Data Vault can be useful, for sure, I can see that. But I have doubts as well. The most important thing is that we help our clients and choose the best approach given the context of those clients. Make them evolve.

I hope this post invites you to give your comments on my reflection. Please help me learn and evolve. Correct me if I am wrong etc.

And thanks for coming all the way down here to this last line, it means the post wasn’t boring 😉

 

 

Kanban With Evernote: A Household Example

In my previous article Setting Up Kanban With Evernote I wrote about a simple setup for Kanban using Evernote.

In that article I didn’t give all the details on how you can eventually use such a setup and how it really looks like. In this article I will go a little further and give an example with screenshots and I will share that notebook for public viewing.

For the examples I will use the Evernote web interface, but you can also do this with the desktop or mobile clients.

Assumptions

The workflow consists of the following states (represented by tags):

  • todo
  • doing
  • done

This household consists of three people (represented by tags):

  • John
  • Mary
  • Junior

To make it even a little bit more interesting, I will introduce some “areas of responsibility”, also represented by tags:

  • Cleaning
  • Payments
  • Shopping

Why not make it even a bit more interesting and add some contexts borrowed from David Allen’s GTD. A context can be a location or a tool you need to accomplish the task (in fact a context can be much more than just that, but I keep it simple for this example):

  • @Hardware Store
  • @Supermarket
  • @Home
  • @Computer

Your setup will look like this:

Setup tags

Note that I put the tags in groups of tags. This is not necessary, I did it just for illustration purposes to make things clearer.

Workflow

As mentioned before, the workflow is simple in this case and a task will go through the following states, in the order specified:

  1. todo
  2. doing
  3. done

Creating tasks

You can enter a new task by simply creating a new note and give it a title of the thing that needs to be done. You assign it the todo tag and possibly the tag of the person that needs to do it if known upfront and a context tag if you know upfront where you need to do it or what tool you need.

The following example shows “Buy bread”, which is assigned the following tags:

  • todo
  • @Supermarket
  • Shopping

Entering a task

As you can see, you still need to buy the bread, you need to do it at the supermarket and the area of responsibility is shopping. Anyone can do it, you haven’t assigned someone special to do it.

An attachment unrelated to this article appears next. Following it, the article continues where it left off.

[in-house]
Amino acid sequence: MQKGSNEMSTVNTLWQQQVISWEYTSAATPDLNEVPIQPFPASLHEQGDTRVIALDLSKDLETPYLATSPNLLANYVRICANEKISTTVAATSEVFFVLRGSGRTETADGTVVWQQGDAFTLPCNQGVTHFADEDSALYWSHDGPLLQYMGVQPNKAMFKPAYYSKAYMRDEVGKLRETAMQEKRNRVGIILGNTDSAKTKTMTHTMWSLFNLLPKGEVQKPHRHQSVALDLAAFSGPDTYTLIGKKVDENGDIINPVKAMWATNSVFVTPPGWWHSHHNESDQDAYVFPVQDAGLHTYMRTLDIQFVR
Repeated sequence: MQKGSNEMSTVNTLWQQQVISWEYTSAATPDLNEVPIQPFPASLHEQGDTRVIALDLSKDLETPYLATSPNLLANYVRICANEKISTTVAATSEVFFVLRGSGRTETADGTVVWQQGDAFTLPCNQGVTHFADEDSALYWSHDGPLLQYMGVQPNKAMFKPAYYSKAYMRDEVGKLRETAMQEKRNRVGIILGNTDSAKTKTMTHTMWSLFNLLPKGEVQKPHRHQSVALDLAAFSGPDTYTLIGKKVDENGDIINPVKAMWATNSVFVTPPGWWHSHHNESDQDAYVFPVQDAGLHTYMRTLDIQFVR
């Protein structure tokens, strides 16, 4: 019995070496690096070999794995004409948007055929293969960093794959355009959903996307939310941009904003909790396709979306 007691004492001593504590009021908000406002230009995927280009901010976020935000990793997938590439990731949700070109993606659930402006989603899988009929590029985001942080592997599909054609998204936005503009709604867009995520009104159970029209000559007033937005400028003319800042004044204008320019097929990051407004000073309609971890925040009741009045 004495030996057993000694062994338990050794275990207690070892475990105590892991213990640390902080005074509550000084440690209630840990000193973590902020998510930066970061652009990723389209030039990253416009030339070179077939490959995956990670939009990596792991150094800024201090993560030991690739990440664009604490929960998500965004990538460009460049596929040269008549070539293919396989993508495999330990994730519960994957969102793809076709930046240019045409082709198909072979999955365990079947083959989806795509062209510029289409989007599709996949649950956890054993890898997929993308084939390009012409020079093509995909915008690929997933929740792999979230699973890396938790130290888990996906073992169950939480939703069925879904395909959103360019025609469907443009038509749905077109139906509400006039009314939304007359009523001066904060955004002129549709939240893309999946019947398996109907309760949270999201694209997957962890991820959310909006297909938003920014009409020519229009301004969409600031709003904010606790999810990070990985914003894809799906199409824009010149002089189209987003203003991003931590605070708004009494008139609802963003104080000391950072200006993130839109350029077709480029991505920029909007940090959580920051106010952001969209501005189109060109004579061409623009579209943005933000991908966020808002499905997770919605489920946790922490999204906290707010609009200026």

Now enter some other tasks. I will not give all the details here in the text, but you will be able to see them in the next screenshot:

Tasks in snippet view

However, to have a better overview in the web client, choose the View Options in the notes and show them as a list. This will immediately show the tags assigned to the notes as well, as can be seen below:

Tasks in list view

But you can see that if you have long tag names, not all tags may show, for example with Buy hammer, you don’t see the todo tag. I haven’t been able to change the width of the columns in the web interface, but there are other alternatives that I will address later.

Doing tasks: changing the tags

When someone in the household is ready to start a task, it involves merely changing the notes tags.

When John picks up the Pay bills task, the todo flag is removed from the note and it will be assigned the doing tag. When the task is done, the doing tag is removed and replaced with the done tag.

The Buy bread task hadn’t been assigned a specific person upfront, so anyone in the household can do it. If Mary would decide to do so, she would assign her own tag Mary to it and change the todo tag into doing.

More advanced views

You can use Evernote’s standard features to have more control over your workflow, by filtering the notes on one or more specific tags.

Let’s assume that John finished paying the bills and that Mary is buying the bread. Filtering on the todo tag will now show only the following tasks:

  1. Buy hammer
  2. Do homework for school
  3. Clean shower in bathroom

Remaining todo

Likewise, when you filter on the doing tag, it will show only the Buy bread task:

Tasks in progress

And when you filter on the done tag, you would only see the Pay bills tasks (not shown here).